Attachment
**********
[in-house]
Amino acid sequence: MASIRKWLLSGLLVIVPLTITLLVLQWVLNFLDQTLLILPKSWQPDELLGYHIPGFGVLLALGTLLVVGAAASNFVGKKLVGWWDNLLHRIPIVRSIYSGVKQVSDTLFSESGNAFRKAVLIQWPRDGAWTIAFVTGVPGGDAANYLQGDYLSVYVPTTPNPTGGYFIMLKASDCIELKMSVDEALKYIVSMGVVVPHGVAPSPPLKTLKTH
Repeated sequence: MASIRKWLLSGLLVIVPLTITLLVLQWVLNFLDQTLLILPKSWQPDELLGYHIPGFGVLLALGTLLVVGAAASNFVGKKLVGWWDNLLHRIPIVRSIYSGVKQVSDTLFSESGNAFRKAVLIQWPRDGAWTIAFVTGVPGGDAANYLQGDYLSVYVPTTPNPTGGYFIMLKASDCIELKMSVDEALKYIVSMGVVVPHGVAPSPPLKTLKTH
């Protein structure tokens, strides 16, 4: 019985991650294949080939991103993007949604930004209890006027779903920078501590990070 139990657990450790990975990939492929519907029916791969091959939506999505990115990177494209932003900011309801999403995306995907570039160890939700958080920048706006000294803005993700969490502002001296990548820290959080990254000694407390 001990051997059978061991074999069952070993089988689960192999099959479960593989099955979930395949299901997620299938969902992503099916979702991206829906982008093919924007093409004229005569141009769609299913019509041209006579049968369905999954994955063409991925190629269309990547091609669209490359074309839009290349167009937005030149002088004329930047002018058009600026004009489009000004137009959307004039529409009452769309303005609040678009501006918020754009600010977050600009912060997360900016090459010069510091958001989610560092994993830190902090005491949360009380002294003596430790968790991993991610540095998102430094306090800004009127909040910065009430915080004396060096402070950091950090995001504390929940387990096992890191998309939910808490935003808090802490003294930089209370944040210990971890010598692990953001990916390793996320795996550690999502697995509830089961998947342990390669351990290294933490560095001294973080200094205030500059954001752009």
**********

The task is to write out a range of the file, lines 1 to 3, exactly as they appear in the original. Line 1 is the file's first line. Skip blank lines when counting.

[in-house]
Amino acid sequence: MASIRKWLLSGLLVIVPLTITLLVLQWVLNFLDQTLLILPKSWQPDELLGYHIPGFGVLLALGTLLVVGAAASNFVGKKLVGWWDNLLHRIPIVRSIYSGVKQVSDTLFSESGNAFRKAVLIQWPRDGAWTIAFVTGVPGGDAANYLQGDYLSVYVPTTPNPTGGYFIMLKASDCIELKMSVDEALKYIVSMGVVVPHGVAPSPPLKTLKTH
Repeated sequence: MASIRKWLLSGLLVIVPLTITLLVLQWVLNFLDQTLLILPKSWQPDELLGYHIPGFGVLLALGTLLVVGAAASNFVGKKLVGWWDNLLHRIPIVRSIYSGVKQVSDTLFSESGNAFRKAVLIQWPRDGAWTIAFVTGVPGGDAANYLQGDYLSVYVPTTPNPTGGYFIMLKASDCIELKMSVDEALKYIVSMGVVVPHGVAPSPPLKTLKTH